Exclusive interview with Akira Takarada from 1954’s “Godzilla”

By: Izumi Hasegawa   May 12, 2014

Featured Video Play Icon

Godzilla is the most famous monster from Japan. After the first film in 1954, 28 films were made in Japan, and Hollywood made a remake in 1998. And we will see another Hollywood adaptation of Godzilla this May. Akira Takarada, who was the leading actor in the original Godzilla, says, “Godzilla is my peer.” Takarada has appeared in many Godzilla films. He is one of the most successful actors in Japan, but the reason he became an actor is quite interesting, which we discuss in our exclusive video interview.

Interview 02
In this second part of our exclusive Akira Takarada interview, the legendary actor talks about the history of Godzilla and the deeper meaning behind the monster. Plus, he reveals his acting philosophy and how he prepares for roles.

Interview 03
And lastly, our interview with Akira Takarada takes a more personal turn as he discusses some of the more interesting fan letters he’s received over the years (including marriage proposals!) and his secret to successful aging.

Below is a translation of our entire Akira Takarada interview:

Q1: Why did you decide to be an actor?
AT: For eating. After the war, I came back to Japan from Manchuria with my family. Manchuria is in the northeastern part of China. We were very poor. I needed to work. I had a picture of my future that I would be a corporate employee after graduating from college. But I was interested in acting when I was in high school and my friend recommended I audition for Toho’s New Face. So then I tried it and I was accepted. My perspectives are very different from other Japanese people because I come from Manchuria. That provided a sense of remoteness to me in high school. But acting saved me. My dream wasn’t to be an actor. But, fortunately, I was chosen from many applicants at the Toho audition. There were so many auditions and many people were dropped but I remained. Then I became an actor.

Q2: Do you have moments where you feel like you are not from Japan?
AT: As arrogant as it sounds, I was raised in a cosmopolitan environment. My childhood friends were Japanese but also Chinese, White Russian and Asian Indian. We played hide-and-seek and ate together, so I was different from trueborn Japanese kids.

Q3: What did Toho ask you to do at the audition?
AT: It was very hard. I had to take an audition once a month for six months. It was dialogue, acting and singing — many different things. I read scripts written by famous Japanese writers. And I sang my favorite American pop song in English. I kept thinking I would fail in the next audition. But at the end, I was the only one that remained. Then at the final audition, some had just joined and had some connections with Toho. They were Kenji Sahara, Momoko Kōchi, Yu Fujiki and Masumi Okada. Then we became the sixth graduating class from Toho’s New Face.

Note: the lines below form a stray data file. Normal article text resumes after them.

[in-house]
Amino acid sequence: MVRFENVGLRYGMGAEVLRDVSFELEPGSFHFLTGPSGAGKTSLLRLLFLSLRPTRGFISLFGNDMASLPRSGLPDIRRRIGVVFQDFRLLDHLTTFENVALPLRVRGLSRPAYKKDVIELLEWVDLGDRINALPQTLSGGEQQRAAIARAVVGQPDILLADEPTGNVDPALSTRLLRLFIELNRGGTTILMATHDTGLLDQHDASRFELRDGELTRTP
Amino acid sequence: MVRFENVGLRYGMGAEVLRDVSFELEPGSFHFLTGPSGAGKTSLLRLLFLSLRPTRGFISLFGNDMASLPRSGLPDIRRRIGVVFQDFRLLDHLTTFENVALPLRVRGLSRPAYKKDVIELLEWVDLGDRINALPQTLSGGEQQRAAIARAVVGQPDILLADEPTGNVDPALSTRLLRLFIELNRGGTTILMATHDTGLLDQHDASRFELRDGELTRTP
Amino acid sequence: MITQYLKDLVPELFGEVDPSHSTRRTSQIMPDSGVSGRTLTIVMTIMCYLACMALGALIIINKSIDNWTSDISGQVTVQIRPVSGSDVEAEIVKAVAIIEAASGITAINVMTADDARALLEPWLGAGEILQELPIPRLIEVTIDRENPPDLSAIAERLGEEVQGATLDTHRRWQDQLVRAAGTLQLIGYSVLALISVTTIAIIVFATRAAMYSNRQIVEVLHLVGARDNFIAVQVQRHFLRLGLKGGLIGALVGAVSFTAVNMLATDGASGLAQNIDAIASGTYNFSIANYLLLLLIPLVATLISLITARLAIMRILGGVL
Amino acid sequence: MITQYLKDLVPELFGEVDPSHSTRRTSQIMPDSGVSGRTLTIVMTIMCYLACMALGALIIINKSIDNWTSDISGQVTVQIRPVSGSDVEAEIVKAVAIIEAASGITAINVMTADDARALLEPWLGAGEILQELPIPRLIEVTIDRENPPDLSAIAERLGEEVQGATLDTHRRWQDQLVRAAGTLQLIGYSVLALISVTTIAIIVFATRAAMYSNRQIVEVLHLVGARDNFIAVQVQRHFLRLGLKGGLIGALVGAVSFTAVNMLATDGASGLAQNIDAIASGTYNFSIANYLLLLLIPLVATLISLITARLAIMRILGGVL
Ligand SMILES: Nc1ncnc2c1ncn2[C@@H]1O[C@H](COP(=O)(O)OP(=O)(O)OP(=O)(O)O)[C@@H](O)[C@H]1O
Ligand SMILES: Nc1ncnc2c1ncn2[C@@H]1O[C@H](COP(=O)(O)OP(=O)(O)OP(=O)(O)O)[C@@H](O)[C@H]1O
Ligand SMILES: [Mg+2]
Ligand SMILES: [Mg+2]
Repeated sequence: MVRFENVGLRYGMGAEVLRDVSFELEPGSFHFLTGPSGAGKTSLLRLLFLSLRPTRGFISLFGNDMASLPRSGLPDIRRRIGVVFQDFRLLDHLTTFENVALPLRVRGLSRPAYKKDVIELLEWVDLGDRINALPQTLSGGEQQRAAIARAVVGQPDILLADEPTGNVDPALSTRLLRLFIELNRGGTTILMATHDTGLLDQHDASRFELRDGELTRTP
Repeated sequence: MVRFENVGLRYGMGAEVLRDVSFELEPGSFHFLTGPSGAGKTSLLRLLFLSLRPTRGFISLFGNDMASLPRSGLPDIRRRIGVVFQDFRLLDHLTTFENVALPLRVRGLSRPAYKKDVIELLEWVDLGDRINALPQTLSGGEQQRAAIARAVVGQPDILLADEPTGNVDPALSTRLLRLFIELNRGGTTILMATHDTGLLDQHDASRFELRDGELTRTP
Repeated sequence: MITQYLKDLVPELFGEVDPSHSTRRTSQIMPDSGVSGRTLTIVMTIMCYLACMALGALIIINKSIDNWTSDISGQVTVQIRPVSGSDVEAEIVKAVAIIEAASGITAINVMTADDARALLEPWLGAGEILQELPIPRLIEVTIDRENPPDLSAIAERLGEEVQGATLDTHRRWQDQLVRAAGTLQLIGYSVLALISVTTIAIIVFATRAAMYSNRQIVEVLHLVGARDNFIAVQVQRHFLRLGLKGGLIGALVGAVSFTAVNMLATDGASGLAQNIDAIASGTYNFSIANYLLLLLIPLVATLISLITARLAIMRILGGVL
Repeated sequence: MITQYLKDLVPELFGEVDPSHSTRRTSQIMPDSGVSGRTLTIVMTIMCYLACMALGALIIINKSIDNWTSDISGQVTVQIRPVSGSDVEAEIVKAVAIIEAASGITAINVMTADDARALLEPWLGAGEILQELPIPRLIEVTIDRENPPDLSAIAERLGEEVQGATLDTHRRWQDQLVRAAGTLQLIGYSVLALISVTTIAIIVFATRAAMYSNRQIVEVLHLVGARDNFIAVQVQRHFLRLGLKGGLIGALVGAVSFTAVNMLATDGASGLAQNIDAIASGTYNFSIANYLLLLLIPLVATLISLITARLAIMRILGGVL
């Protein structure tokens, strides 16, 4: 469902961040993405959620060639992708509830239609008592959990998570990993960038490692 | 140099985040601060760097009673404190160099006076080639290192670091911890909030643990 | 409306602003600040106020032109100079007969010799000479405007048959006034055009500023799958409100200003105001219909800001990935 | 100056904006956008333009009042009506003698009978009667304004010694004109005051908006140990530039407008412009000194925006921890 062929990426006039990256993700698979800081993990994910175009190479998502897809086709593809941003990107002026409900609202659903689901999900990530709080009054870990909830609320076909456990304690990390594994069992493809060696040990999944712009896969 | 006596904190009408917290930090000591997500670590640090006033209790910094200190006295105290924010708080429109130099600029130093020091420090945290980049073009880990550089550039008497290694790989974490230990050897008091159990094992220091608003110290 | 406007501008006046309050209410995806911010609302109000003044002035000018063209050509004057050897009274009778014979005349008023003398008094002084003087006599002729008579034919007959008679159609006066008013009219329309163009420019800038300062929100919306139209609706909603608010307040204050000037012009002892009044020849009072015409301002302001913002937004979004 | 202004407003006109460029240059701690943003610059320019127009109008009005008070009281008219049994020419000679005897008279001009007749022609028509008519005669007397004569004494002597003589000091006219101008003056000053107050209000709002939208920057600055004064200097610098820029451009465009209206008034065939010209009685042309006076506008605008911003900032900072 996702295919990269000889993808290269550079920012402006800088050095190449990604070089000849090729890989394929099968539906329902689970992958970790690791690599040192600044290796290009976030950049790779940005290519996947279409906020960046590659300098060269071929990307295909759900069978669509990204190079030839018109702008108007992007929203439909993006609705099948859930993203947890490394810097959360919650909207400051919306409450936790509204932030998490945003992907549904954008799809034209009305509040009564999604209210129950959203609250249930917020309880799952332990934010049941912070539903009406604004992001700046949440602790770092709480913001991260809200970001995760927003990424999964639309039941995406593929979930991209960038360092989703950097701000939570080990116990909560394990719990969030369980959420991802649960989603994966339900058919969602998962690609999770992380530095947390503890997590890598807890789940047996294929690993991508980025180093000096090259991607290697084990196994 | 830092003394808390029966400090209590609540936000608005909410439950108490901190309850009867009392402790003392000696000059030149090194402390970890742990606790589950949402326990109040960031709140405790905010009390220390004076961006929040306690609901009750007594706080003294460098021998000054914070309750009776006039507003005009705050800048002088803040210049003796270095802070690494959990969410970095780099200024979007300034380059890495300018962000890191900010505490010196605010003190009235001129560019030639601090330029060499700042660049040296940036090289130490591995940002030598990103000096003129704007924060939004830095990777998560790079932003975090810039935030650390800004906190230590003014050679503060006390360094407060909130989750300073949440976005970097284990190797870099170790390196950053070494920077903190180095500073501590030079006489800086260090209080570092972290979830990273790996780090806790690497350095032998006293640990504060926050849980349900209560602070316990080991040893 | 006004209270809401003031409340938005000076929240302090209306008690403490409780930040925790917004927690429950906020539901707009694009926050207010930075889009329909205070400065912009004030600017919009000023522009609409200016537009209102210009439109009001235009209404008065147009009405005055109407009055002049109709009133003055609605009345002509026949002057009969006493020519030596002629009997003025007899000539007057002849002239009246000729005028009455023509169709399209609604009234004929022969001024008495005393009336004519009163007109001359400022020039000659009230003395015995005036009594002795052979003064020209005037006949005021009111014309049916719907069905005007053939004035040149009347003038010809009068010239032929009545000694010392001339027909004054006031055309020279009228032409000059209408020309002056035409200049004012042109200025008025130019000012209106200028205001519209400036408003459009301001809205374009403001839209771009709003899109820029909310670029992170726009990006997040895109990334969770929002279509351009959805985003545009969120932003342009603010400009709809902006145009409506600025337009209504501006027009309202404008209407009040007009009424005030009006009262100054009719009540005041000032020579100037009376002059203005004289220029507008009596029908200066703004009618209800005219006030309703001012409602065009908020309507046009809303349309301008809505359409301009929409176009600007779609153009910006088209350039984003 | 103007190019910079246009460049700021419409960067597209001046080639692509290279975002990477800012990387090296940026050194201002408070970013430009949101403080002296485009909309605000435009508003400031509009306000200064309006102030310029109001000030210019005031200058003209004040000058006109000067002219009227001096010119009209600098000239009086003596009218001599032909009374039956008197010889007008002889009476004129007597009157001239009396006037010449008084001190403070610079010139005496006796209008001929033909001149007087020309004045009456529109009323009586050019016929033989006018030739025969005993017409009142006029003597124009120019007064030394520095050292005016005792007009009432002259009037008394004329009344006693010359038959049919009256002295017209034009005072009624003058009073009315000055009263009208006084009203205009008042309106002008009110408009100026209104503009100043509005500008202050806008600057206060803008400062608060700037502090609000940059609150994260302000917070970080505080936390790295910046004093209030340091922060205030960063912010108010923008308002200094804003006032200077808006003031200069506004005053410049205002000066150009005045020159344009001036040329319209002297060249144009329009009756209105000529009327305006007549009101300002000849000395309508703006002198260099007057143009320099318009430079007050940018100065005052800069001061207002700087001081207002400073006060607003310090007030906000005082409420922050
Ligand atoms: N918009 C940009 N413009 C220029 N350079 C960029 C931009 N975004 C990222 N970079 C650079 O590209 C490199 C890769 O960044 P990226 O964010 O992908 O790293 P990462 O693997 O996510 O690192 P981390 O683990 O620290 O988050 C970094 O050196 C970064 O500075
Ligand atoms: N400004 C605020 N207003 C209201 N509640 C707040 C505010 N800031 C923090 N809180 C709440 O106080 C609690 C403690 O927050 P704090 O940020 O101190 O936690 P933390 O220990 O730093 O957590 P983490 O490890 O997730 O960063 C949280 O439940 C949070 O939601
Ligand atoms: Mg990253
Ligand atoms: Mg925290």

Q4: Could you talk about the memory of the original film?
AT: Godzilla was my third film and the first leading role. I dreamt about having a leading role in a film so my dream came true. But when I heard Godzilla, I had no idea what it was. So I asked them and they said it was the combination of a gorilla and a whale (kujira) in Japanese. Now Godzilla has become a superhero who is loved all over the world. However, I didn’t think it became so famous at the time. Japan was the only radiation-exposed country. Japan experienced the devastation of atomic bombing in Hiroshima and Nagasaki. Also the Japanese fishing boat was exposed to radiation in Bikini Atoll in 1954. Japan has been exposed to the bomb’s radiation three times. Godzilla came from these things. A lot of famous scientists were against nuclear bombs. But people in the USA and Soviet Union developed and tested them because of the Cold War. Godzilla, a fictional monster, woke at the sound of the bomb being tested. And then it started to attack people. Godzilla is not a bad monster. Godzilla is representative of alerting mankind to nuclear bombs. So that is why a lot of people have supported Godzilla. I campaign for the elimination of nuclear weapons. I’m a member of a group that wants to protect Article 9 of the Constitution.

Q5: What did you do to prepare for the original Godzilla?
AT: Preparing for a role is how you read a script given to you. That is a patent of each actor. It differs in each actor so I can’t tell you. Actors can be many kinds of people. I think all actors want to play Rhett Butler in Gone with the Wind. I couldn’t believe I actually was given that role. Actors can experience lives as other people. I have to put things in the proper perspective. I must have extensive knowledge, for example, politics, economy, culture and education. So, I need to prepare for acting all the time and be ready to go any time.

Q6: Do you have any fan letters which have impressed you?
AT: I have received a lot of fan letters from people regardless of age and country of origin. I have had many letters from fans who have asked me to get married.

Q7: You are very active and don’t seem your age. What is the secret?
AT: I’m 80. The secret is actually “working.” For my work, I have to exercise and have vocal training. But my eating habits are changing, because of my age. I want to eat a big steak, but I can’t eat that anymore.